With everything that people go through on a daily basis, it's important to understand that you need to be on the lookout for signs of identity theft within your accounts and information, too. These signs can be small things - or they can be large ones that seem like they are staring you right in the face. In an attempt to catch thieves before they can do serious damage, it's important to know what to look for and how to prevent the worst from happening. No one wants to be victims of identity theft, and the only way to successfully prevent this from happening is to take special care with the ways that you use and monitor your own information.
Check accounts frequently. This means more than checking balances and transaction history - it also means checking on log-in histories if available, seeing where people have signed in from, looking for a "last used on" date, and even asking friends and relatives whether or not they've seen things that appear out of the ordinary. Your accounts are not meant to be used by multiple people - they're meant for your eyes only, so it's important to ensure that they stay that way.
Change passwords both before and after noticing suspicious activity. Many accounts require users to change passwords every few months. This is done as a safety measure as well as a way to ensure that the accounts are not sitting dormant and then are rediscovered after long periods of time by people that did not create them. Changing the secret codes - and changing them to things that cannot easily be guessed - is just one of the things that can be done to combat cases of identity theft. If you see some suspicious transactions or notice that someone has been using your account, changing the password is a good way to effectively lock the people that are misusing your information out, allowing you to recover some independence and security.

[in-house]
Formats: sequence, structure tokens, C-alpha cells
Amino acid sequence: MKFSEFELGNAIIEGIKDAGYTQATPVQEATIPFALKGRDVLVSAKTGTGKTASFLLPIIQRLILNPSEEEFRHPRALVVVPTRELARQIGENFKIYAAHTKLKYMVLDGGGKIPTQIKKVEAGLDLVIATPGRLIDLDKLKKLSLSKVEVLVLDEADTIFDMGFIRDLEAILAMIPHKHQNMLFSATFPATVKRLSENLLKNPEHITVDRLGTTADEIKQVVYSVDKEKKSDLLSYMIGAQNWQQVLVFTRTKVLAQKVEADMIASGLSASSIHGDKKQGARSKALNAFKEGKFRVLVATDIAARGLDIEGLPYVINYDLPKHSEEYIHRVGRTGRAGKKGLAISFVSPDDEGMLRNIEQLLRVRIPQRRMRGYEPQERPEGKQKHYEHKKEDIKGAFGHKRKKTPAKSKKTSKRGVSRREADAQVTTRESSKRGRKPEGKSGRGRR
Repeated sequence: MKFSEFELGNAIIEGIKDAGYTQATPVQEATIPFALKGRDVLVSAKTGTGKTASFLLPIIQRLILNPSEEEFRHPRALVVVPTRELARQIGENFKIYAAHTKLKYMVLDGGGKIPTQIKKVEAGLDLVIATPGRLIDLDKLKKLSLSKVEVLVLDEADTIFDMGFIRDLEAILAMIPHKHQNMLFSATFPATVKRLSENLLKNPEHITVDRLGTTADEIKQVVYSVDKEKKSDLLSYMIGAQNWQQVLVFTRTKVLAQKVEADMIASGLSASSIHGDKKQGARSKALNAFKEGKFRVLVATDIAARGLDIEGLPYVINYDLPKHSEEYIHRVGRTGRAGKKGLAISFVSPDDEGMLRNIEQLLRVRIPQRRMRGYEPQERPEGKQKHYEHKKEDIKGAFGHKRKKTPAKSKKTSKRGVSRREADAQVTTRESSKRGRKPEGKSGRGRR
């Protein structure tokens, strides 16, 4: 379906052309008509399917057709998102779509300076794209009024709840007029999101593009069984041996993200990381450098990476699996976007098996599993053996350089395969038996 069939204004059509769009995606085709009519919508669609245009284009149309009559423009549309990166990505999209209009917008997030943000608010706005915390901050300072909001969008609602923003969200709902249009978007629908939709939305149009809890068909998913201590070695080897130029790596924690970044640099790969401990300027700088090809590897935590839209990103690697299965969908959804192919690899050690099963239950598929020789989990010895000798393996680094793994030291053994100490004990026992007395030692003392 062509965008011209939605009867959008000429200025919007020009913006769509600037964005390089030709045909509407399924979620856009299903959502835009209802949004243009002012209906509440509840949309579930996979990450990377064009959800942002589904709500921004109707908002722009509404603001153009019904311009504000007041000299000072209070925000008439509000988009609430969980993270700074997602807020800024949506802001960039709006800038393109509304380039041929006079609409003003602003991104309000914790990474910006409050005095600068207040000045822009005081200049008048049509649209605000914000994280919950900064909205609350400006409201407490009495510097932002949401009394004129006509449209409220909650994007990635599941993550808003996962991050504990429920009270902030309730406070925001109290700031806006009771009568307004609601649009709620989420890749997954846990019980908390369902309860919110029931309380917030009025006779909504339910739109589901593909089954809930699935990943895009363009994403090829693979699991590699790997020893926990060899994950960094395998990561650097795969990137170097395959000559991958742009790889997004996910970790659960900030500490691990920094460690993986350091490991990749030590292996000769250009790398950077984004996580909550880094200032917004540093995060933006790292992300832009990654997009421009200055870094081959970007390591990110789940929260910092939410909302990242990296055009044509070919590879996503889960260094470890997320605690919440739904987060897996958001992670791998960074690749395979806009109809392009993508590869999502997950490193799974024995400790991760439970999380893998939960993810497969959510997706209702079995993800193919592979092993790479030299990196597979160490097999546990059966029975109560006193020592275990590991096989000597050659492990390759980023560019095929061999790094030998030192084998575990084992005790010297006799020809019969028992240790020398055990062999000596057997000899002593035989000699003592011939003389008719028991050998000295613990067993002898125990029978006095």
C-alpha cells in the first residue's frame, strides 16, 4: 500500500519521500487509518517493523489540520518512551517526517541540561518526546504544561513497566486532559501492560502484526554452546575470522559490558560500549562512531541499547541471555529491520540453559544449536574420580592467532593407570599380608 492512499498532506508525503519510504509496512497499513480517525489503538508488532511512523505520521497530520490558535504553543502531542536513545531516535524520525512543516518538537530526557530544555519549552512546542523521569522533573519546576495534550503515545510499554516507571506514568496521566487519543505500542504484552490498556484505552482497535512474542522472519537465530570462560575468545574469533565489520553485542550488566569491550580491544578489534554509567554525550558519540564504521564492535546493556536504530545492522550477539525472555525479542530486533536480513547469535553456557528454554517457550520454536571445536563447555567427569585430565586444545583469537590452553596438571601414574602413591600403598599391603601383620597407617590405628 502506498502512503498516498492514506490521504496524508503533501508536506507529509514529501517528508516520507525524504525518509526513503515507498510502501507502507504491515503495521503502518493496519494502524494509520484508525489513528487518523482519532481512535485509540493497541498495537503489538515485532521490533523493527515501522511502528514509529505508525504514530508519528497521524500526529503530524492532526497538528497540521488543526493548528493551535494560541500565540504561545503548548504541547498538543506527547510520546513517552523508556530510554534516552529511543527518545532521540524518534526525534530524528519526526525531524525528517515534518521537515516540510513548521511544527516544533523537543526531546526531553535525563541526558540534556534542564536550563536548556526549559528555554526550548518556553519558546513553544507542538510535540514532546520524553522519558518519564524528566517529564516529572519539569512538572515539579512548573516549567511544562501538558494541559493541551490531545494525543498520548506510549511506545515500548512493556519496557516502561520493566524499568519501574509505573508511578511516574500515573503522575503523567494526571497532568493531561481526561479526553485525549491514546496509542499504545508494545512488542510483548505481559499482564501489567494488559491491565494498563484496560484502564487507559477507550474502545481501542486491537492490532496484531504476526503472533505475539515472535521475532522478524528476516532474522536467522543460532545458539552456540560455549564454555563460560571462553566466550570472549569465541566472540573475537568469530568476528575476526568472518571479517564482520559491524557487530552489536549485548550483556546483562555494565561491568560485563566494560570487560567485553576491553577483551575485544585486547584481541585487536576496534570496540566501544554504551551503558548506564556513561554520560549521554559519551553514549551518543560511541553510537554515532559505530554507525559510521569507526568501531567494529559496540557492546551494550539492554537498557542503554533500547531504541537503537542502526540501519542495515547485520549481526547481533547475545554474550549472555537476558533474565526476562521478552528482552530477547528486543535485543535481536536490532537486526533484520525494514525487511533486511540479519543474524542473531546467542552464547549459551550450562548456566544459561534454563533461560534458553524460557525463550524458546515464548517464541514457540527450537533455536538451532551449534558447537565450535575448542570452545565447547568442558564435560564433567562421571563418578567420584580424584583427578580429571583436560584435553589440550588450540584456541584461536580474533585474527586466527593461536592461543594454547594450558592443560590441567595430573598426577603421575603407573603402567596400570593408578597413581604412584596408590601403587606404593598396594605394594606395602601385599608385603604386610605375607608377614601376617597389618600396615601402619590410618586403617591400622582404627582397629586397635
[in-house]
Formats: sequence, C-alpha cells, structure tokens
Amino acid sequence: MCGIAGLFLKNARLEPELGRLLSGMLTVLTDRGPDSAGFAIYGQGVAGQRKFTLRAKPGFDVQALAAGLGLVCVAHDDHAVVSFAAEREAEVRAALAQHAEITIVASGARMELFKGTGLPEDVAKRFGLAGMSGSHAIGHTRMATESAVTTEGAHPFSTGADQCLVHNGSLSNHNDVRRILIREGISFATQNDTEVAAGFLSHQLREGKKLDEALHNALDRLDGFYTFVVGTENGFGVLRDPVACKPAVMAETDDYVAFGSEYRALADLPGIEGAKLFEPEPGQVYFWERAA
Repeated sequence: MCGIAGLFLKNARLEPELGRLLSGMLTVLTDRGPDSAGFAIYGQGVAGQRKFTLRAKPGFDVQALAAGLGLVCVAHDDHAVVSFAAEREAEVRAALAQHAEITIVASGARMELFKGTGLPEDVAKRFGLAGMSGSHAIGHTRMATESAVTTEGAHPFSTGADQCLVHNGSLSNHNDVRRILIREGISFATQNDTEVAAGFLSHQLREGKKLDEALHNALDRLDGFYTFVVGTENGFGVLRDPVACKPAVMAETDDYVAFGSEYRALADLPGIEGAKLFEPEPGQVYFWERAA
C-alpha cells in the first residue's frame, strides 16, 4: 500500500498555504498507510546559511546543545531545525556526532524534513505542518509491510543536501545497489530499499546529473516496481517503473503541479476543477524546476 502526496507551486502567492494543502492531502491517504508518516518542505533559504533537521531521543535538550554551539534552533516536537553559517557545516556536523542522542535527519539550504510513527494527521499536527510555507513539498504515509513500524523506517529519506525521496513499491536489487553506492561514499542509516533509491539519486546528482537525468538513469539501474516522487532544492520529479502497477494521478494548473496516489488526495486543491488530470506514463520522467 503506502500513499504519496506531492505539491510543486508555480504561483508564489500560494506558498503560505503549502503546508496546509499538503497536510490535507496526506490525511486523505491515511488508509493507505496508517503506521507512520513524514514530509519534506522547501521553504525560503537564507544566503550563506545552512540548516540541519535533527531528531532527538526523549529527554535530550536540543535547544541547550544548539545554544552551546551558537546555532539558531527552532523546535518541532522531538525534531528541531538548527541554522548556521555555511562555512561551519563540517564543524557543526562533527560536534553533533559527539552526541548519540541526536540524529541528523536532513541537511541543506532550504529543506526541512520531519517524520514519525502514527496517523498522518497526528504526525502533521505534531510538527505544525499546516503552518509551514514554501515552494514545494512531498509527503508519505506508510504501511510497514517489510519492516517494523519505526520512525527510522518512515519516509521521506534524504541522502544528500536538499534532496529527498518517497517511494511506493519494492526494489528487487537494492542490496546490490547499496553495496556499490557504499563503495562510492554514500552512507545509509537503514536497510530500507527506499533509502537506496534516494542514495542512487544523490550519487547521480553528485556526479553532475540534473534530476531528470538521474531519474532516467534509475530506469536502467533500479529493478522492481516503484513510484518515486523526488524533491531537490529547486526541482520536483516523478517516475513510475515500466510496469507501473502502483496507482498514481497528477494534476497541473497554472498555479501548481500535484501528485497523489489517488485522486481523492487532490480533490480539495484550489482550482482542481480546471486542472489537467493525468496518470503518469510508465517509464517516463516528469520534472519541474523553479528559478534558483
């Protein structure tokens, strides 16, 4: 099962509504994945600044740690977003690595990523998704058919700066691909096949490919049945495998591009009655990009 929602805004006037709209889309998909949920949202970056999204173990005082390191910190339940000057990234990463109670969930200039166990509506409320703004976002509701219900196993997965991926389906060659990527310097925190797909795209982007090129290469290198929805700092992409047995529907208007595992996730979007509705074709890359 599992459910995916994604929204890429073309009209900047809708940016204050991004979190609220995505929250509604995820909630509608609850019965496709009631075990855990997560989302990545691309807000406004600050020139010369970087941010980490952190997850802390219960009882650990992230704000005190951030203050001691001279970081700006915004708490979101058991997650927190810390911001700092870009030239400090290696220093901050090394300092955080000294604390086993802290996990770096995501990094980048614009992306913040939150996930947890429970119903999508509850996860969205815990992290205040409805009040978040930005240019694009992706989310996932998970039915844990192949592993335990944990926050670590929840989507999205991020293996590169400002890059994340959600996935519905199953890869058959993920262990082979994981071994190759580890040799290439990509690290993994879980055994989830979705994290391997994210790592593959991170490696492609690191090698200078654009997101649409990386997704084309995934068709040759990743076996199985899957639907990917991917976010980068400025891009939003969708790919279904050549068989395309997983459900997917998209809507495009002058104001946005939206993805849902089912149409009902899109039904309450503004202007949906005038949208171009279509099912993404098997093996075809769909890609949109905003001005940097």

Go through statements frequently. Your bank account statements are going to be the best indicator of whether or not people are misusing your information - and spending your money. These can show records of fraudulent spending, transactions, purchases or even newly opened accounts that you know nothing of. As soon as these things are noticed, they can be addresses. Credit and identity monitors are great additions and extremely useful tools when it comes to checking these things out - information about them can be found on websites like http://www.identityguard.com/, which provides information, user stories, facts and figures.
Pay attention to the mail you receive - both online and via the post office. Getting mail that you don't remember signing up for is one of the indicators that identity theft may be occurring. Email newsletters from unfamiliar websites, brochures for companies and products that you've never used .. each of these items is the potential for theft to be occurring right under your nose, so to ensure that this is not the case, be vigilant. If you receive these pieces of mail, address them immediately - don't let things go or get out of hand, or they may just keep escalating.